The Significance of the Last Supper

Jesus is celebrating the Passover meal with His disciples, a meal they ate every year to remember God’s deliverance from Egypt (see Exodus 12). For Passover, the Israelite homes were instructed to slaughter a spotless lamb and then put its blood above their doorposts. When God came in judgment on the homes of the Israelites and the Egyptians, He would put to death the firstborn son in any home that did not have blood over the doorpost. God provided the blood of a lamb, a substitute sacrifice, to save His people from the payment of sin. God’s people would celebrate this meal every year, taking these lambs to be slaughtered. The Israelites would gather together in their homes and remember the original Passover night in Egypt.

With that backdrop, Jesus refers to the cup in the Last Supper as signifying “My blood,” which is “shed for many for the forgiveness of sins” (26:28; emphasis added). He is the Passover lamb (Exodus 12) who saves us with His blood. When God’s wrath and judgment come, we hide under the blood of a substitute sacrifice, Jesus the Lamb of God, and we are saved.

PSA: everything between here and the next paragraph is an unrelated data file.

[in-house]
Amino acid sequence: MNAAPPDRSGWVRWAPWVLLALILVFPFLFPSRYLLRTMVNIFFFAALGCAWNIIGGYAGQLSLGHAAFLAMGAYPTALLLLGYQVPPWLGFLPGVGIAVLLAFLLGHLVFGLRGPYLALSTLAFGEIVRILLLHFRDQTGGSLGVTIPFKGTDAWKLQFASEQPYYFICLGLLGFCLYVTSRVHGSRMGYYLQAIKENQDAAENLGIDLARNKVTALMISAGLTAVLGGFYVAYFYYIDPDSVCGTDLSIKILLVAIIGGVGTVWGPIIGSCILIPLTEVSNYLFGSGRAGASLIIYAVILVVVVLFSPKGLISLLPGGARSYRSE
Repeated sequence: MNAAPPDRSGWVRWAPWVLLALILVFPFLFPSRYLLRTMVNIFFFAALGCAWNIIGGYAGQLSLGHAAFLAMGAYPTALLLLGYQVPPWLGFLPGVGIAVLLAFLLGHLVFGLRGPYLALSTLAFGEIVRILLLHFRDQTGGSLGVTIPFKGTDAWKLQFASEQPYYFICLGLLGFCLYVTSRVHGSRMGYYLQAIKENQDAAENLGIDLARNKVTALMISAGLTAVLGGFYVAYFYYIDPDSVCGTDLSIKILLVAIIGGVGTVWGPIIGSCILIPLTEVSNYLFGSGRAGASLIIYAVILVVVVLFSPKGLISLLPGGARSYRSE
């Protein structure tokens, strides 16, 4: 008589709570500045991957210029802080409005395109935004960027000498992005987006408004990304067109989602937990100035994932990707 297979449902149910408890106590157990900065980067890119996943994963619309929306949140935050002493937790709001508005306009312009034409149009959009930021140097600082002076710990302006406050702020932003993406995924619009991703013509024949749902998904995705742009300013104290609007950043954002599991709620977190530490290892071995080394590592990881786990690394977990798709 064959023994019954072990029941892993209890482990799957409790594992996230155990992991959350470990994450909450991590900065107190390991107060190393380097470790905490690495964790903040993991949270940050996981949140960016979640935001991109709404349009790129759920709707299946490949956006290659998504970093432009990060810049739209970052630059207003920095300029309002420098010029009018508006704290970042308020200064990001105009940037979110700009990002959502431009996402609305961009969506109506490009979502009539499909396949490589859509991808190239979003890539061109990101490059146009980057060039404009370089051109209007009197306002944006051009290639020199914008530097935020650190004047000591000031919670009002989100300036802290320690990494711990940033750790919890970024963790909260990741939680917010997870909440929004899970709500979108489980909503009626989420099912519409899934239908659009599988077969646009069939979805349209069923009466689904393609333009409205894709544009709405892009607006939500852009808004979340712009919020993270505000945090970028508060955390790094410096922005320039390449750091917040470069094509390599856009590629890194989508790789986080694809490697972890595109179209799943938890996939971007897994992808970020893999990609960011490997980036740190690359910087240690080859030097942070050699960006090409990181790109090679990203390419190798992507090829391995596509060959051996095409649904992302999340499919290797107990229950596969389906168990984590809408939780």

He is our substitute sacrifice.

The account of the Last Supper also connects Jesus’ death with the law God gave to His people. He is the covenant keeper (Exodus 24) who seals us with His blood. Jesus refers to “My blood that establishes the covenant” in Matthew 26:28, and this is the only time the word “covenant” is used in Matthew’s Gospel. Jesus is alluding to Exodus 24, when the law-covenant that God had given His people at Mount Sinai was confirmed. In Exodus 24:8 Moses sprinkled the blood of the sacrifice on the people, saying, “This is the blood of the covenant that the Lord has made with you concerning all these words.” This was a picture not only of God’s forgiveness, but also of His binding of the people to Himself in relationship.

Now, with Jesus’ death, we have a new covenant (Jeremiah 31:31-34; Ezekiel 36:25-27) sealed not with the blood of an animal sacrifice, but with the blood of the Son of God Himself (Hebrews 10:1-18). He is our substitute sacrifice, and He has died the death we deserved to die.

**This Daily devotion was modified from Exalting Jesus in Matthew from the Christ-Centered Exposition commentary series, by David Platt.